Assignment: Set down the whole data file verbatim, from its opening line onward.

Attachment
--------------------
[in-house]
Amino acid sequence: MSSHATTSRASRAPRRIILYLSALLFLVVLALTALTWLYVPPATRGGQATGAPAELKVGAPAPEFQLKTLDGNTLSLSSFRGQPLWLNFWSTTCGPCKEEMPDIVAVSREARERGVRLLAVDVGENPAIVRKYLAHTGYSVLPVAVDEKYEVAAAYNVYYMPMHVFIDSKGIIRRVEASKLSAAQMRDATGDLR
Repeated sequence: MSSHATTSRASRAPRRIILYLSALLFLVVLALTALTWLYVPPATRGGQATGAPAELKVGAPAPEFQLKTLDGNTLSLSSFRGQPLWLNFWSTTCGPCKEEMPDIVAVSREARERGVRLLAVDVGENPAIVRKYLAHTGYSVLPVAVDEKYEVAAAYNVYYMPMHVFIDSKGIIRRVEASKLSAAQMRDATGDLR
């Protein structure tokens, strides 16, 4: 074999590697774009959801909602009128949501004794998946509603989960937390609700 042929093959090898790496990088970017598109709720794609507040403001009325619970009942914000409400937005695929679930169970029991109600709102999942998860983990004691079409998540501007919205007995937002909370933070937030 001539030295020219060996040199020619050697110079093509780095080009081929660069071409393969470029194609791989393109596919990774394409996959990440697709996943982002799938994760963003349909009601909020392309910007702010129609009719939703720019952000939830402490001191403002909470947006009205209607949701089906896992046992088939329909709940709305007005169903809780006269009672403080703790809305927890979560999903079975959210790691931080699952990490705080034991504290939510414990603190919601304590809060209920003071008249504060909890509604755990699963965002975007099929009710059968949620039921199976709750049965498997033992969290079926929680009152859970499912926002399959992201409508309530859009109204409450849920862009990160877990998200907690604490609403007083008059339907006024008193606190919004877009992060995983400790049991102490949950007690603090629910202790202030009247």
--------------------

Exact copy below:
[in-house]
Amino acid sequence: MSSHATTSRASRAPRRIILYLSALLFLVVLALTALTWLYVPPATRGGQATGAPAELKVGAPAPEFQLKTLDGNTLSLSSFRGQPLWLNFWSTTCGPCKEEMPDIVAVSREARERGVRLLAVDVGENPAIVRKYLAHTGYSVLPVAVDEKYEVAAAYNVYYMPMHVFIDSKGIIRRVEASKLSAAQMRDATGDLR
Repeated sequence: MSSHATTSRASRAPRRIILYLSALLFLVVLALTALTWLYVPPATRGGQATGAPAELKVGAPAPEFQLKTLDGNTLSLSSFRGQPLWLNFWSTTCGPCKEEMPDIVAVSREARERGVRLLAVDVGENPAIVRKYLAHTGYSVLPVAVDEKYEVAAAYNVYYMPMHVFIDSKGIIRRVEASKLSAAQMRDATGDLR
């Protein structure tokens, strides 16, 4: 074999590697774009959801909602009128949501004794998946509603989960937390609700 042929093959090898790496990088970017598109709720794609507040403001009325619970009942914000409400937005695929679930169970029991109600709102999942998860983990004691079409998540501007919205007995937002909370933070937030 001539030295020219060996040199020619050697110079093509780095080009081929660069071409393969470029194609791989393109596919990774394409996959990440697709996943982002799938994760963003349909009601909020392309910007702010129609009719939703720019952000939830402490001191403002909470947006009205209607949701089906896992046992088939329909709940709305007005169903809780006269009672403080703790809305927890979560999903079975959210790691931080699952990490705080034991504290939510414990603190919601304590809060209920003071008249504060909890509604755990699963965002975007099929009710059968949620039921199976709750049965498997033992969290079926929680009152859970499912926002399959992201409508309530859009109204409450849920862009990160877990998200907690604490609403007083008059339907006024008193606190919004877009992060995983400790049991102490949950007690603090629910202790202030009247």